Corporations and securities brief ~ EU set to approve Oracle/PeopleSoft merger

In Friday's corporations and securities law news, the European Commission is set to approve the $7.7 billion hostile takeover bid by Oracle for rival software group PeopleSoft by next month. The Commission is still concerned about the impact of the takeover but felt it could not win a legal challenge in the European Court. Earlier this month, a US District Court in San Francisco ruled the merger to be legal. Read more about Oracle's proposed offer for PeopleSoft here. Read the decision by the US District Court here. The Financial Times has more.

In other news...

  • Morningstar Inc., an investment research firm, announced it has received a Wells Notice from the SEC for failing to properly correct inaccurate data it published about a mutual fund. Read the Morningstar press release announcing the investigation here. AP has more.

  • As previously reported on JURIST's Paper Chase, extradition proceedings are to begin next week in the case of three British bankers accused of involvement in a deal with former Enron CFO Andrew Fastow to skim millions off a deal with British bank NatWest. Read the indictment here [PDF]. BBC has more.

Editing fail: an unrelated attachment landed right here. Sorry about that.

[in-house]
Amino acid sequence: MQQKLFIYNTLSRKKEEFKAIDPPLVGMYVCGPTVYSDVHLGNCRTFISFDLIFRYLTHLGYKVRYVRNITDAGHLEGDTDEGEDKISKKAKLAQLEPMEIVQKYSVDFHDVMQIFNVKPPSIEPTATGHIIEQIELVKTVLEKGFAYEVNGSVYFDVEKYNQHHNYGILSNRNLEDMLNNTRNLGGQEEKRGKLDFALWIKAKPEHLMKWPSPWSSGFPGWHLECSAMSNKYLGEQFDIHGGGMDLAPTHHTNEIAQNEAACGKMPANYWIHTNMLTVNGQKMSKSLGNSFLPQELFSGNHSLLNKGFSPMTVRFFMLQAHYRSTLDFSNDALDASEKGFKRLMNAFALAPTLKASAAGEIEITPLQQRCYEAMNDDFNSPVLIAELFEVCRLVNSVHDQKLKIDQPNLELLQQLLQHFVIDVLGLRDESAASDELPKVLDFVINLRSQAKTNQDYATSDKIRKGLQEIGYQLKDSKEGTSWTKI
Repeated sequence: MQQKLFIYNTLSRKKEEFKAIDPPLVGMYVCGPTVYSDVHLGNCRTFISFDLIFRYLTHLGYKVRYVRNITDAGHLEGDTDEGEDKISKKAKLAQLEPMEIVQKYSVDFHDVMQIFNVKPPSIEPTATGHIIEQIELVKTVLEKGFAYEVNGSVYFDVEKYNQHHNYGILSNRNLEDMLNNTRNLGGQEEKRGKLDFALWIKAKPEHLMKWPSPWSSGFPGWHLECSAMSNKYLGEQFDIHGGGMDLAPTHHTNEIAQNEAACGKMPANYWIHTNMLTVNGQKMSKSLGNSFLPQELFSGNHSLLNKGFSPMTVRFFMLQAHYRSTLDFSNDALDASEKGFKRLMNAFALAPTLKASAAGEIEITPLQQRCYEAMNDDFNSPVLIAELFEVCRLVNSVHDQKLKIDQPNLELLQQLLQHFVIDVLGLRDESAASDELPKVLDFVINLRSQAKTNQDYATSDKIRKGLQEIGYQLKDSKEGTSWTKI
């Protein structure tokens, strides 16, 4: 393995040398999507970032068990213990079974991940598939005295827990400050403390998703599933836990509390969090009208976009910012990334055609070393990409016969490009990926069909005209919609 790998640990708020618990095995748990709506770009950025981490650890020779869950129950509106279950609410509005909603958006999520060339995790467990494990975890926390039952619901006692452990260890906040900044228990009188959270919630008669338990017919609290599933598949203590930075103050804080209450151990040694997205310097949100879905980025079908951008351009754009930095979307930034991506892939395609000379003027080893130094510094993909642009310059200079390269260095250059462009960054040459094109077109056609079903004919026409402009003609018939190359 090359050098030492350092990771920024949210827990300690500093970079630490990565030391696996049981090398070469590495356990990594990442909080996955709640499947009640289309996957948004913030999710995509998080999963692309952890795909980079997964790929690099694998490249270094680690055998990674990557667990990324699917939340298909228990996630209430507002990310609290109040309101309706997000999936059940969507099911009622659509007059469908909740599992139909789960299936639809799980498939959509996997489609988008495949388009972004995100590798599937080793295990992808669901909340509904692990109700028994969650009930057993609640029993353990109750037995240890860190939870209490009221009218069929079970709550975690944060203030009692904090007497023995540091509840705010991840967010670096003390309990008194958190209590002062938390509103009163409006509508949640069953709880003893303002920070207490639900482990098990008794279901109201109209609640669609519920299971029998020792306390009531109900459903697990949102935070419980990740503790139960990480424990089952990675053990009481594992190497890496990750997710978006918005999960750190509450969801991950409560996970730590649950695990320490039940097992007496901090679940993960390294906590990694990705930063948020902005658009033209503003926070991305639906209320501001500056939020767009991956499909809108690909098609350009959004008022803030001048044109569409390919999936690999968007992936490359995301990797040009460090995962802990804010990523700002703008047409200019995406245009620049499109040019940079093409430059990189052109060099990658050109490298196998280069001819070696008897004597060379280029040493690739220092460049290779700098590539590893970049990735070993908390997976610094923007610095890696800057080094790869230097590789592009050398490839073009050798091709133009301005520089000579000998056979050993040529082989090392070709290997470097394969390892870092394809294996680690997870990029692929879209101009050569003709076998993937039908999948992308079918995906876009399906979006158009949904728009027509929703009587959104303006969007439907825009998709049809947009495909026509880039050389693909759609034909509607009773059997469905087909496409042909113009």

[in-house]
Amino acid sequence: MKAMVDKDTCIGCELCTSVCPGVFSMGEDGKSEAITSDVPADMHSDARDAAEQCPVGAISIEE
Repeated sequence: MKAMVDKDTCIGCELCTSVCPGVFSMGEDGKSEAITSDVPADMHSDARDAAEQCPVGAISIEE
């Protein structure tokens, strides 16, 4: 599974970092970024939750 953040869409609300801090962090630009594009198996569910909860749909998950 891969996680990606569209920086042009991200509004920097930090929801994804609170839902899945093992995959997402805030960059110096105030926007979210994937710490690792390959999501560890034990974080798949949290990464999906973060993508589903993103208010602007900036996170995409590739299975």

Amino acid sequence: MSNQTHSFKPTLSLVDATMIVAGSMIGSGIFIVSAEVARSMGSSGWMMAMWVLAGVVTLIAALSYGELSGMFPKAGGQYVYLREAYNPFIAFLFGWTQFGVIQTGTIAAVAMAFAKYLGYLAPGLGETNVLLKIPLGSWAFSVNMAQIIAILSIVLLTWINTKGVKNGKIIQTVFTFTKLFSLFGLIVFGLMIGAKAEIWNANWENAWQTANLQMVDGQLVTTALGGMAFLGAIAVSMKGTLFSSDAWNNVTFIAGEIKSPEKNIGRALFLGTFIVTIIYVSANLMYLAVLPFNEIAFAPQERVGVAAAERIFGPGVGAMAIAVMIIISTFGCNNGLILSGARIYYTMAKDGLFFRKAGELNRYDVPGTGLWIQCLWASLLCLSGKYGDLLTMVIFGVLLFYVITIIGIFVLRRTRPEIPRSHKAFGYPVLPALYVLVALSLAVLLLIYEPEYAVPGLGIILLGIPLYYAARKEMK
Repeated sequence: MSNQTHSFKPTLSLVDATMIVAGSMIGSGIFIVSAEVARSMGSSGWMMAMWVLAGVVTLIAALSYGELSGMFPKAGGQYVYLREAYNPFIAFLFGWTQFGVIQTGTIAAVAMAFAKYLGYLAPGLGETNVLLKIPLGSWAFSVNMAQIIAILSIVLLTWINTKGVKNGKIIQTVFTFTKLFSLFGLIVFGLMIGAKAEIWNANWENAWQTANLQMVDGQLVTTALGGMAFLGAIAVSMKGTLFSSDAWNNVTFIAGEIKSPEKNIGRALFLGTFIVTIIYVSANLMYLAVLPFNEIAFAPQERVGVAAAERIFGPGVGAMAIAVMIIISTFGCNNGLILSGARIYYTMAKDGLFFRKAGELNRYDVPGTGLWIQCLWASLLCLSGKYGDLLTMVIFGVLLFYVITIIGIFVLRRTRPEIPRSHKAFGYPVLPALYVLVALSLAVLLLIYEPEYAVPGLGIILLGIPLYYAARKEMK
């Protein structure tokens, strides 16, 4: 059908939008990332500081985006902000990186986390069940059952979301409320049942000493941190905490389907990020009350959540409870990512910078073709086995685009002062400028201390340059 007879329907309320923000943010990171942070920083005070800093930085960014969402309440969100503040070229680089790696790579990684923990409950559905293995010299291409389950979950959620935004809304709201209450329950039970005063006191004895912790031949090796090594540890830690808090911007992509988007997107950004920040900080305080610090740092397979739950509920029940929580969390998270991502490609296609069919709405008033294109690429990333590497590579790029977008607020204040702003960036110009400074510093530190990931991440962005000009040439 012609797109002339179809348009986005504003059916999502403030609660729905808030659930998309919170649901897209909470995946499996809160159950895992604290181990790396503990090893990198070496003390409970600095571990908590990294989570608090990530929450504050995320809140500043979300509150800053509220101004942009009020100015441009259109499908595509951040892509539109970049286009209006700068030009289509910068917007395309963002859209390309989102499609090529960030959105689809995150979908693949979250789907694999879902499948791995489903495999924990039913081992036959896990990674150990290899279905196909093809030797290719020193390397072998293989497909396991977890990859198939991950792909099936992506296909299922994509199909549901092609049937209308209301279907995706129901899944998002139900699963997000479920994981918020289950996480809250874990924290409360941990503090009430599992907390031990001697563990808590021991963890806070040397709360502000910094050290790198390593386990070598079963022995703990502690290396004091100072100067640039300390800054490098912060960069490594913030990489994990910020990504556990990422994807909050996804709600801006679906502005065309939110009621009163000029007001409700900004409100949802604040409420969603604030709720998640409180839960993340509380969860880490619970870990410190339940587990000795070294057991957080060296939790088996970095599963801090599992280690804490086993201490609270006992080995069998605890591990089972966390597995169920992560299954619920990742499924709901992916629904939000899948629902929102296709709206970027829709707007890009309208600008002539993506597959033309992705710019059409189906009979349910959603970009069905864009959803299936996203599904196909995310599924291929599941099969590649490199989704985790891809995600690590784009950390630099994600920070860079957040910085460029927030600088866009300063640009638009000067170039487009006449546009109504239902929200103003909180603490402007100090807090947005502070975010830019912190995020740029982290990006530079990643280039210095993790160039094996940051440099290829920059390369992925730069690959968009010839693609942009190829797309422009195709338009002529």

• SEC corporation finance division director Alan Beller told the House Financial Services subcommittee that securities regulators are considering a number of ways to help small businesses cope with the new corporate accounting and internal control rules. Read Beller's prepared testimony here [PDF]. AP has more.

  • Freddie Mac announced it has revised its 2003 net income downward by $75 million to provide for a reserve for legal expenses. This revision follows last year's restatement of $6 billion in income. Read Freddie Mac's press release announcing the change here. Read the 2003 annual report here [PDF]. Reuters has more.

  • According to a report in BusinessWeek magazine, Citigroup executives are being investigated by the SEC and NASD for failing to adequately supervise analysts and investment bankers to prevent conflicts of interest during the technology boom of the 1990s. Reuters has more.

  • Alitalia has reached an agreement with eight unions to split the troubled airline into flight and ground operations in an effort to save the nearly bankrupt airline. AP has more.

  • Airbus has withdrawn its challenge to a European Union antitrust ruling against Microsoft Corp. which ordered Microsoft to make changes to its software to create a more level playing field for rivals. Airbus argued the ruling might affect its business making it harder to innovate. Reuters has more.

  • US Airways will ask a bankruptcy court to impose emergency pay cuts of 23 percent on unionized workers saying the cuts are absolutely necessary for its survival. Reuters has more.
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